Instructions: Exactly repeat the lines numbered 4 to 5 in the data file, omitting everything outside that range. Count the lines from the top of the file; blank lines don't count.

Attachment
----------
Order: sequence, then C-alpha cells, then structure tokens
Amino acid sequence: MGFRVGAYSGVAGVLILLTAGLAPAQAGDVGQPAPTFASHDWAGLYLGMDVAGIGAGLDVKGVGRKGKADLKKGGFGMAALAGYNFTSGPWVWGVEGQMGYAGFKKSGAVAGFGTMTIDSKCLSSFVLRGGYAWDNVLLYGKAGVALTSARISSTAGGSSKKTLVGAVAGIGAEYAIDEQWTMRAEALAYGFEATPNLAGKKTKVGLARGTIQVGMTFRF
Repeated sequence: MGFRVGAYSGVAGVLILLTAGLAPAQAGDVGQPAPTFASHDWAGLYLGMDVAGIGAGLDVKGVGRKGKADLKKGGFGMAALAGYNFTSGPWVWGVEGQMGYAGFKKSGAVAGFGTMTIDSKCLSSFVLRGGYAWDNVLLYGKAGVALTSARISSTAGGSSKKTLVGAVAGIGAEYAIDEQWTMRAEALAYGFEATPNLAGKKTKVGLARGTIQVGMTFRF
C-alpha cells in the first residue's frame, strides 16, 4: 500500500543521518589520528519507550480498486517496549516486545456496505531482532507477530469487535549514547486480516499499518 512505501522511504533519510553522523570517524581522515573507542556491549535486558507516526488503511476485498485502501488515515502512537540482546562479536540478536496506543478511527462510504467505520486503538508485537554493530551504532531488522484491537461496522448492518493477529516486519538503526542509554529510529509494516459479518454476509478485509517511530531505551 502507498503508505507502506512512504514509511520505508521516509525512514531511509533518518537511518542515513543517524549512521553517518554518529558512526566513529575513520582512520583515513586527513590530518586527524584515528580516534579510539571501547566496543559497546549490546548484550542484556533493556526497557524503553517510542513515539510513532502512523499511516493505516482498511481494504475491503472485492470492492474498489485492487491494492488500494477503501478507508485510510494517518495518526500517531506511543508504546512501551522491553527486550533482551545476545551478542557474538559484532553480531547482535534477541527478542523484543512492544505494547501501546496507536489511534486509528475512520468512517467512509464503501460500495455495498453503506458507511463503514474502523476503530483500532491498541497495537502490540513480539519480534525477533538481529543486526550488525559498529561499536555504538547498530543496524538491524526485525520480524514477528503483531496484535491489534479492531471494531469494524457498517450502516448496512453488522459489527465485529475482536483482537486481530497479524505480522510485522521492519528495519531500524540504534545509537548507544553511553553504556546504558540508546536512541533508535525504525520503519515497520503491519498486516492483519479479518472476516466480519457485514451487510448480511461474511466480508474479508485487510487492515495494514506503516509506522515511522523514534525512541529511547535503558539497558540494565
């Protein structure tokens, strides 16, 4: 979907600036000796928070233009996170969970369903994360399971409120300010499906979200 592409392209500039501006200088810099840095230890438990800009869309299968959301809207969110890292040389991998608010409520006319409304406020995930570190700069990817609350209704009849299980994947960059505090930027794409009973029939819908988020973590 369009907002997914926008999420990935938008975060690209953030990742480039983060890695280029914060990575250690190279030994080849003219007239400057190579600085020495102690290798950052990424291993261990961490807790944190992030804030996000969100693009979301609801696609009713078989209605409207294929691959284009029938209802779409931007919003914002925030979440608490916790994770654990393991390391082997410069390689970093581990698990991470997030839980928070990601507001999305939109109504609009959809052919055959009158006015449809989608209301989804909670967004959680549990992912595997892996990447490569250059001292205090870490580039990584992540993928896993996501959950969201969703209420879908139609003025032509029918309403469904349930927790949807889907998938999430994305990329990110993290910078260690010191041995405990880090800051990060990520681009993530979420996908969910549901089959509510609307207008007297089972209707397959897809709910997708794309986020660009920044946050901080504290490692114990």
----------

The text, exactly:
C-alpha cells in the first residue's frame, strides 16, 4: 500500500543521518589520528519507550480498486517496549516486545456496505531482532507477530469487535549514547486480516499499518 512505501522511504533519510553522523570517524581522515573507542556491549535486558507516526488503511476485498485502501488515515502512537540482546562479536540478536496506543478511527462510504467505520486503538508485537554493530551504532531488522484491537461496522448492518493477529516486519538503526542509554529510529509494516459479518454476509478485509517511530531505551 502507498503508505507502506512512504514509511520505508521516509525512514531511509533518518537511518542515513543517524549512521553517518554518529558512526566513529575513520582512520583515513586527513590530518586527524584515528580516534579510539571501547566496543559497546549490546548484550542484556533493556526497557524503553517510542513515539510513532502512523499511516493505516482498511481494504475491503472485492470492492474498489485492487491494492488500494477503501478507508485510510494517518495518526500517531506511543508504546512501551522491553527486550533482551545476545551478542557474538559484532553480531547482535534477541527478542523484543512492544505494547501501546496507536489511534486509528475512520468512517467512509464503501460500495455495498453503506458507511463503514474502523476503530483500532491498541497495537502490540513480539519480534525477533538481529543486526550488525559498529561499536555504538547498530543496524538491524526485525520480524514477528503483531496484535491489534479492531471494531469494524457498517450502516448496512453488522459489527465485529475482536483482537486481530497479524505480522510485522521492519528495519531500524540504534545509537548507544553511553553504556546504558540508546536512541533508535525504525520503519515497520503491519498486516492483519479479518472476516466480519457485514451487510448480511461474511466480508474479508485487510487492515495494514506503516509506522515511522523514534525512541529511547535503558539497558540494565
């Protein structure tokens, strides 16, 4: 979907600036000796928070233009996170969970369903994360399971409120300010499906979200 592409392209500039501006200088810099840095230890438990800009869309299968959301809207969110890292040389991998608010409520006319409304406020995930570190700069990817609350209704009849299980994947960059505090930027794409009973029939819908988020973590 369009907002997914926008999420990935938008975060690209953030990742480039983060890695280029914060990575250690190279030994080849003219007239400057190579600085020495102690290798950052990424291993261990961490807790944190992030804030996000969100693009979301609801696609009713078989209605409207294929691959284009029938209802779409931007919003914002925030979440608490916790994770654990393991390391082997410069390689970093581990698990991470997030839980928070990601507001999305939109109504609009959809052919055959009158006015449809989608209301989804909670967004959680549990992912595997892996990447490569250059001292205090870490580039990584992540993928896993996501959950969201969703209420879908139609003025032509029918309403469904349930927790949807889907998938999430994305990329990110993290910078260690010191041995405990880090800051990060990520681009993530979420996908969910549901089959509510609307207008007297089972209707397959897809709910997708794309986020660009920044946050901080504290490692114990």